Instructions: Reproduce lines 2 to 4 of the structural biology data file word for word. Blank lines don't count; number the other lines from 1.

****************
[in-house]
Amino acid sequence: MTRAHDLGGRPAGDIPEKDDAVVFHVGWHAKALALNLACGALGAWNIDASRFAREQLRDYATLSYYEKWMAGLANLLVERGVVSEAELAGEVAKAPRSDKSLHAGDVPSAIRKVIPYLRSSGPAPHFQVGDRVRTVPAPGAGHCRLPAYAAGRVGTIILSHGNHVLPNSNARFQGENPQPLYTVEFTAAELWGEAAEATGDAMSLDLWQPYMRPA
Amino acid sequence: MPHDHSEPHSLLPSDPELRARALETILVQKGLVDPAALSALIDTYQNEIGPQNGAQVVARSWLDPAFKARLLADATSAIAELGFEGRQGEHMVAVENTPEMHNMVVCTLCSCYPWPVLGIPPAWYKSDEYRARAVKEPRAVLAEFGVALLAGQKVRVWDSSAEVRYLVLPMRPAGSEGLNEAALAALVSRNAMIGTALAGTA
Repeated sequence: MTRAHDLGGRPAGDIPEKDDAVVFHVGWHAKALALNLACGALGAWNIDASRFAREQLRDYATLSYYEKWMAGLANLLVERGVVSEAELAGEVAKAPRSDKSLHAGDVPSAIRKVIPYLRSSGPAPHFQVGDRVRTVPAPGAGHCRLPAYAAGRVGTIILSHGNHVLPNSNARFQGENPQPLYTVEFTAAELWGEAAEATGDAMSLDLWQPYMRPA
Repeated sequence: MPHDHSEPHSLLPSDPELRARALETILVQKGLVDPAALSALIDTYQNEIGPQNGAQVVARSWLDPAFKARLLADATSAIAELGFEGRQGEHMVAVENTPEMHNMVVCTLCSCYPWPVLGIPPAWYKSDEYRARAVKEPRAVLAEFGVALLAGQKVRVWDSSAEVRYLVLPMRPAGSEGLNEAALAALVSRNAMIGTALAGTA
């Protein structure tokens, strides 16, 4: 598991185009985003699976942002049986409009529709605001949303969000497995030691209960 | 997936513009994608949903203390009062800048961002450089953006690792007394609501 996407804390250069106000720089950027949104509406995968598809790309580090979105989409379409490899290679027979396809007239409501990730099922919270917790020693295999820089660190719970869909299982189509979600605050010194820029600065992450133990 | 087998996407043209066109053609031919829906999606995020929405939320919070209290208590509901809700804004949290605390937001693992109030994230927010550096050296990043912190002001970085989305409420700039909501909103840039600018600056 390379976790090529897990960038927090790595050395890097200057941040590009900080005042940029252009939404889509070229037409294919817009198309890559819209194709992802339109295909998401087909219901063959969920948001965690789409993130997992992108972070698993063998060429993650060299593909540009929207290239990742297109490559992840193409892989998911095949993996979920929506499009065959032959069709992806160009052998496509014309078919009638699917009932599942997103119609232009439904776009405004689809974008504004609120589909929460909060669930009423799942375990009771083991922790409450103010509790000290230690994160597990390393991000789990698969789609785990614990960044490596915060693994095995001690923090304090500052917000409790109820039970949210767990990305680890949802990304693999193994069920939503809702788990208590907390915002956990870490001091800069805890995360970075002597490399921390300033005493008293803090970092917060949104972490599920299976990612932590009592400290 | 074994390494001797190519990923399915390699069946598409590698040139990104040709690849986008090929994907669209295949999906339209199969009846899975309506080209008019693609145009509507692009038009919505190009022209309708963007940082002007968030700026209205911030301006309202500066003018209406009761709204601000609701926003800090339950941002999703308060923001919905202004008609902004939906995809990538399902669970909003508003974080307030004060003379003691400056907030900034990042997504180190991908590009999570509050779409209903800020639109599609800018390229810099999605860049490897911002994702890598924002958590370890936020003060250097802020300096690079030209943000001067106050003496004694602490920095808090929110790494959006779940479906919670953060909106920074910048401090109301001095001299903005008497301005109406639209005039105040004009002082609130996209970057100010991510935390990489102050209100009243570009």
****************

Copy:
Amino acid sequence: MTRAHDLGGRPAGDIPEKDDAVVFHVGWHAKALALNLACGALGAWNIDASRFAREQLRDYATLSYYEKWMAGLANLLVERGVVSEAELAGEVAKAPRSDKSLHAGDVPSAIRKVIPYLRSSGPAPHFQVGDRVRTVPAPGAGHCRLPAYAAGRVGTIILSHGNHVLPNSNARFQGENPQPLYTVEFTAAELWGEAAEATGDAMSLDLWQPYMRPA
Amino acid sequence: MPHDHSEPHSLLPSDPELRARALETILVQKGLVDPAALSALIDTYQNEIGPQNGAQVVARSWLDPAFKARLLADATSAIAELGFEGRQGEHMVAVENTPEMHNMVVCTLCSCYPWPVLGIPPAWYKSDEYRARAVKEPRAVLAEFGVALLAGQKVRVWDSSAEVRYLVLPMRPAGSEGLNEAALAALVSRNAMIGTALAGTA
Repeated sequence: MTRAHDLGGRPAGDIPEKDDAVVFHVGWHAKALALNLACGALGAWNIDASRFAREQLRDYATLSYYEKWMAGLANLLVERGVVSEAELAGEVAKAPRSDKSLHAGDVPSAIRKVIPYLRSSGPAPHFQVGDRVRTVPAPGAGHCRLPAYAAGRVGTIILSHGNHVLPNSNARFQGENPQPLYTVEFTAAELWGEAAEATGDAMSLDLWQPYMRPA